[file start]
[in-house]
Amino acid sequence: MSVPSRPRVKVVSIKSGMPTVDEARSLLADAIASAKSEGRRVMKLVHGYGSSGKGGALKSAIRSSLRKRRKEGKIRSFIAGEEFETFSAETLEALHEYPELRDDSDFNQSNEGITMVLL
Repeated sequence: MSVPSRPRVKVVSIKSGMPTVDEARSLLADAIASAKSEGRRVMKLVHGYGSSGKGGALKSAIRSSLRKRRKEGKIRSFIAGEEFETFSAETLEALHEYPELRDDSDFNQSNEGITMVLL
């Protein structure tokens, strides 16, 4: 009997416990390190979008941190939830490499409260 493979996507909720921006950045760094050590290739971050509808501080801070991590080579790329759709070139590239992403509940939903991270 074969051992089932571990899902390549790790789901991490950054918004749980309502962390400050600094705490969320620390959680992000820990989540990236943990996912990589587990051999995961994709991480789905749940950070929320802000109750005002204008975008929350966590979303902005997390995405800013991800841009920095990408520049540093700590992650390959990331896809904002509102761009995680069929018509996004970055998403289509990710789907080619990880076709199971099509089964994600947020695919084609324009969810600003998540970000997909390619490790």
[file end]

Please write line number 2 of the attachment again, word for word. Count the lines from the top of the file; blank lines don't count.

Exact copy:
Amino acid sequence: MSVPSRPRVKVVSIKSGMPTVDEARSLLADAIASAKSEGRRVMKLVHGYGSSGKGGALKSAIRSSLRKRRKEGKIRSFIAGEEFETFSAETLEALHEYPELRDDSDFNQSNEGITMVLL